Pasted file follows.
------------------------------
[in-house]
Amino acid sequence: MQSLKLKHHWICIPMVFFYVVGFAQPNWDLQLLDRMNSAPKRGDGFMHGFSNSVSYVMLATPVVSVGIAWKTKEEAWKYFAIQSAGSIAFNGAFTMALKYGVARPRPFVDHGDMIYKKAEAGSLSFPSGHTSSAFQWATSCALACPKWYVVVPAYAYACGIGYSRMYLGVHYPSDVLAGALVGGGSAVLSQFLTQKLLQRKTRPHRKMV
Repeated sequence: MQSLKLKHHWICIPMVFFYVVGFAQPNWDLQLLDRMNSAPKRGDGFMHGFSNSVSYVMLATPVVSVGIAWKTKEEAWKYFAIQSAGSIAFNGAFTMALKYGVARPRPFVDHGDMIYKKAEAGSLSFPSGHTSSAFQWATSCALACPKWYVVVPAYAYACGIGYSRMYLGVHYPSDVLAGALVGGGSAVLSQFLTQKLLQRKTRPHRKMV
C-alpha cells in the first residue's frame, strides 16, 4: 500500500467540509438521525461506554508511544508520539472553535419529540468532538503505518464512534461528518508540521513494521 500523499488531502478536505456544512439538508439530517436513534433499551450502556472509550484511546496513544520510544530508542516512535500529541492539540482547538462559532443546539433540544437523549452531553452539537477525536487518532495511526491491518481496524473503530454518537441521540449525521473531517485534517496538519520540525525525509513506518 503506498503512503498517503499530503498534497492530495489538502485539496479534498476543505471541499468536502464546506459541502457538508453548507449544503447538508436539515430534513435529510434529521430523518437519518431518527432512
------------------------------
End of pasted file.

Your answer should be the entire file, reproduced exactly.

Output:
[in-house]
Amino acid sequence: MQSLKLKHHWICIPMVFFYVVGFAQPNWDLQLLDRMNSAPKRGDGFMHGFSNSVSYVMLATPVVSVGIAWKTKEEAWKYFAIQSAGSIAFNGAFTMALKYGVARPRPFVDHGDMIYKKAEAGSLSFPSGHTSSAFQWATSCALACPKWYVVVPAYAYACGIGYSRMYLGVHYPSDVLAGALVGGGSAVLSQFLTQKLLQRKTRPHRKMV
Repeated sequence: MQSLKLKHHWICIPMVFFYVVGFAQPNWDLQLLDRMNSAPKRGDGFMHGFSNSVSYVMLATPVVSVGIAWKTKEEAWKYFAIQSAGSIAFNGAFTMALKYGVARPRPFVDHGDMIYKKAEAGSLSFPSGHTSSAFQWATSCALACPKWYVVVPAYAYACGIGYSRMYLGVHYPSDVLAGALVGGGSAVLSQFLTQKLLQRKTRPHRKMV
C-alpha cells in the first residue's frame, strides 16, 4: 500500500467540509438521525461506554508511544508520539472553535419529540468532538503505518464512534461528518508540521513494521 500523499488531502478536505456544512439538508439530517436513534433499551450502556472509550484511546496513544520510544530508542516512535500529541492539540482547538462559532443546539433540544437523549452531553452539537477525536487518532495511526491491518481496524473503530454518537441521540449525521473531517485534517496538519520540525525525509513506518 503506498503512503498517503499530503498534497492530495489538502485539496479534498476543505471541499468536502464546506459541502457538508453548507449544503447538508436539515430534513435529510434529521430523518437519518431518527432512